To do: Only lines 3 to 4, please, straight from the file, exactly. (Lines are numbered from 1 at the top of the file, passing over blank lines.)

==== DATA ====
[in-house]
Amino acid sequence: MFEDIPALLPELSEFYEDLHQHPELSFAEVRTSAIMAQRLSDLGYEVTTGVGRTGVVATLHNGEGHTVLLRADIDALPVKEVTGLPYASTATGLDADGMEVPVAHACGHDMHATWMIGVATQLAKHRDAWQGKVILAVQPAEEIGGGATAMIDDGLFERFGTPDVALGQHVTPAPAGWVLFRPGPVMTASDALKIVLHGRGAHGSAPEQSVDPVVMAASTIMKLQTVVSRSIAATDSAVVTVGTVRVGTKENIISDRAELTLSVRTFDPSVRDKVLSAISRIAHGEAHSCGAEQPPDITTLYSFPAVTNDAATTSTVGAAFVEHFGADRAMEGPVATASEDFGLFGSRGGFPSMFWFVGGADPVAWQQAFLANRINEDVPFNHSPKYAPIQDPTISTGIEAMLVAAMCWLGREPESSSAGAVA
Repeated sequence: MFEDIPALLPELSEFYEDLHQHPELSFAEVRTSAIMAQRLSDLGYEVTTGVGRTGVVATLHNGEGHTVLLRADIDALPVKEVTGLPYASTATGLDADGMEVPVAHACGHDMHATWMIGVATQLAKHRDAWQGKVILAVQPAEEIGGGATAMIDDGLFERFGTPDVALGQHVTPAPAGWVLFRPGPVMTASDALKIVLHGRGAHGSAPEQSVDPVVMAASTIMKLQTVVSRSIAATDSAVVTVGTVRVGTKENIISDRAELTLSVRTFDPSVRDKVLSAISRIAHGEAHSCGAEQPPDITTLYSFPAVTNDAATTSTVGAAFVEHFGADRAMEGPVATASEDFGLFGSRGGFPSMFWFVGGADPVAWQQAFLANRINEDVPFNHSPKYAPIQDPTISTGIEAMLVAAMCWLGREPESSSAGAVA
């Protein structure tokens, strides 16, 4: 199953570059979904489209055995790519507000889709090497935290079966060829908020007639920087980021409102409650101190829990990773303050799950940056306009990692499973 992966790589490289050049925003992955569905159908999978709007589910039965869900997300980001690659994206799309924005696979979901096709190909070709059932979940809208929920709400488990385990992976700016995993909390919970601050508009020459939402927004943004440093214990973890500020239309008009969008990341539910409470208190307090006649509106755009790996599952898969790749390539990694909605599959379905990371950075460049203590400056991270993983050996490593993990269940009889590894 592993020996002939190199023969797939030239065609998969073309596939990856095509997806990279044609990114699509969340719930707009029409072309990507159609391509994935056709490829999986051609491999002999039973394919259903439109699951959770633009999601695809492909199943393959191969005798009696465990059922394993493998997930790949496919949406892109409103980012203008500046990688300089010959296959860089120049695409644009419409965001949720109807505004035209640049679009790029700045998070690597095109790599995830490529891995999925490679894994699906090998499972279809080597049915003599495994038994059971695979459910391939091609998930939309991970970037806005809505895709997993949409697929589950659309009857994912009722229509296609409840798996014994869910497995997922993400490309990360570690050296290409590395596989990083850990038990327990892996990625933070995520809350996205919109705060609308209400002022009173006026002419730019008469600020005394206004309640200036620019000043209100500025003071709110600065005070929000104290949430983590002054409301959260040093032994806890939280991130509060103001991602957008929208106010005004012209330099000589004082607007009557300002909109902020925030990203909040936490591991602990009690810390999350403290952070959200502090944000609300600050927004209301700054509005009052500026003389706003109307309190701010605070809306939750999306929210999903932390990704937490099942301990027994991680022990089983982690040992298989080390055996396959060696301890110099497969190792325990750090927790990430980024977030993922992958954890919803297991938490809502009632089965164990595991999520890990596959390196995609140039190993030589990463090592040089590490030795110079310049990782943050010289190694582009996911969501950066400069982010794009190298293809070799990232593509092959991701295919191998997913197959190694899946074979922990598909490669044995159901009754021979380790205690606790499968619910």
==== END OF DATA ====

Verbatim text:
Repeated sequence: MFEDIPALLPELSEFYEDLHQHPELSFAEVRTSAIMAQRLSDLGYEVTTGVGRTGVVATLHNGEGHTVLLRADIDALPVKEVTGLPYASTATGLDADGMEVPVAHACGHDMHATWMIGVATQLAKHRDAWQGKVILAVQPAEEIGGGATAMIDDGLFERFGTPDVALGQHVTPAPAGWVLFRPGPVMTASDALKIVLHGRGAHGSAPEQSVDPVVMAASTIMKLQTVVSRSIAATDSAVVTVGTVRVGTKENIISDRAELTLSVRTFDPSVRDKVLSAISRIAHGEAHSCGAEQPPDITTLYSFPAVTNDAATTSTVGAAFVEHFGADRAMEGPVATASEDFGLFGSRGGFPSMFWFVGGADPVAWQQAFLANRINEDVPFNHSPKYAPIQDPTISTGIEAMLVAAMCWLGREPESSSAGAVA
């Protein structure tokens, strides 16, 4: 199953570059979904489209055995790519507000889709090497935290079966060829908020007639920087980021409102409650101190829990990773303050799950940056306009990692499973 992966790589490289050049925003992955569905159908999978709007589910039965869900997300980001690659994206799309924005696979979901096709190909070709059932979940809208929920709400488990385990992976700016995993909390919970601050508009020459939402927004943004440093214990973890500020239309008009969008990341539910409470208190307090006649509106755009790996599952898969790749390539990694909605599959379905990371950075460049203590400056991270993983050996490593993990269940009889590894 592993020996002939190199023969797939030239065609998969073309596939990856095509997806990279044609990114699509969340719930707009029409072309990507159609391509994935056709490829999986051609491999002999039973394919259903439109699951959770633009999601695809492909199943393959191969005798009696465990059922394993493998997930790949496919949406892109409103980012203008500046990688300089010959296959860089120049695409644009419409965001949720109807505004035209640049679009790029700045998070690597095109790599995830490529891995999925490679894994699906090998499972279809080597049915003599495994038994059971695979459910391939091609998930939309991970970037806005809505895709997993949409697929589950659309009857994912009722229509296609409840798996014994869910497995997922993400490309990360570690050296290409590395596989990083850990038990327990892996990625933070995520809350996205919109705060609308209400002022009173006026002419730019008469600020005394206004309640200036620019000043209100500025003071709110600065005070929000104290949430983590002054409301959260040093032994806890939280991130509060103001991602957008929208106010005004012209330099000589004082607007009557300002909109902020925030990203909040936490591991602990009690810390999350403290952070959200502090944000609300600050927004209301700054509005009052500026003389706003109307309190701010605070809306939750999306929210999903932390990704937490099942301990027994991680022990089983982690040992298989080390055996396959060696301890110099497969190792325990750090927790990430980024977030993922992958954890919803297991938490809502009632089965164990595991999520890990596959390196995609140039190993030589990463090592040089590490030795110079310049990782943050010289190694582009996911969501950066400069982010794009190298293809070799990232593509092959991701295919191998997913197959190694899946074979922990598909490669044995159901009754021979380790205690606790499968619910």